Cancellations having huge financial impact at racetracks
RACING’S CURRENT ‘white-out’ may be irritating to betting shop punters but it is having a much deeper impact on racetracks and those people reliant on racing going ahead.
Sunday’s scheduled John Durkan Memorial Chase is one of the winter features on Punchestown’s racing calendar but hopes are fading that the fixture will take place as scheduled.
The racecourse estimates a cancellation could cost them up to €70,000 directly, as well as having an impact on many people working on-course on the day.
“There is a large group of people that we hire for a day’s racing. Over 20 people have to be on track. Two fence stewards have to attend each of the 11 fences. We have five contract security staff and six contract people working the car parks. Then we have people on the stiles as well as those working in the bars and restaurants,” the Punchestown manager Richie Galway said yesterday.
“But there’s an impact further on from that. For instance we’ve pulled the advertising we were planning in local papers and on local radio as we can’t be sure about racing going ahead. That has a knock-on effect.
“We never see a 5,000 crowd here outside the festival but I had certainly been hoping for a crowd of over 4,000 on Sunday, especially on the back of a fund-raising event held here by the local Ballymore parish,” he added.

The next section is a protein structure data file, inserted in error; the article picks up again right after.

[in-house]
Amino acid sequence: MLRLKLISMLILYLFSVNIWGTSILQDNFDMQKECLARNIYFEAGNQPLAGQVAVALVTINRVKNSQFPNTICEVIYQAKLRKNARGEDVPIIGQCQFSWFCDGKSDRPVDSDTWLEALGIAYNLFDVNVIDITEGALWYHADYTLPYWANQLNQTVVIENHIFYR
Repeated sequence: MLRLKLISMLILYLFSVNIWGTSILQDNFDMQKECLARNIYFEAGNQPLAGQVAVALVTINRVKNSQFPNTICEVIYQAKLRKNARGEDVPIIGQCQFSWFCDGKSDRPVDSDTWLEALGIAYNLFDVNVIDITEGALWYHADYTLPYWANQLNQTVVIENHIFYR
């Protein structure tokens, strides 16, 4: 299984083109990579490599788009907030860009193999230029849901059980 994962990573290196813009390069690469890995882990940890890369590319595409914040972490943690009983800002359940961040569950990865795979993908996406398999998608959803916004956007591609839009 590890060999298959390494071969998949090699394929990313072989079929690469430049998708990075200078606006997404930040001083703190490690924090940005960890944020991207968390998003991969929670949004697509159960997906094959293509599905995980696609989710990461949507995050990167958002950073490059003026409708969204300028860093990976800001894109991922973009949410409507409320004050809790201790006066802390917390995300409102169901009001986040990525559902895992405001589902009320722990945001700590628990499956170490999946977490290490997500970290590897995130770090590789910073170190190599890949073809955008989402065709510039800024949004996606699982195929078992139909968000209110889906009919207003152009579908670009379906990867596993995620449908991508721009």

Irish racecourses get over €30,000 in television money for each fixture, and that money is guaranteed, even if the meeting is run off on a different date. But rescheduling has an automatic impact on attendances.
“Anyone will tell you, holding an event on another date simply doesn’t work the same. Even if it is something like your local bingo. And it is certainly true in racing,” Fairyhouse manager Peter Roe said yesterday, after postponing his “Winter Festival” card for the second time.
Up to 160 people were due to work at Fairyhouse over last Saturday and Sunday before weather conditions intervened for the third time in the last five years.
Fairyhouse’s marketing team had also organised a 100,000 leaflet drop to houses in Dublin, Meath and Kildare which turned out to be fruitless.
“If the meeting is eventually run off, we will get the TV money but there are other impacts. Our restaurants were booked out on Saturday and Sunday. That business is gone. Meath Tourism had invested a considerable five-figure sum which resulted in 25 individual exhibitions being set up here last Friday. It all looked great, and everyone had to go home. All that’s a write off,” Roe added.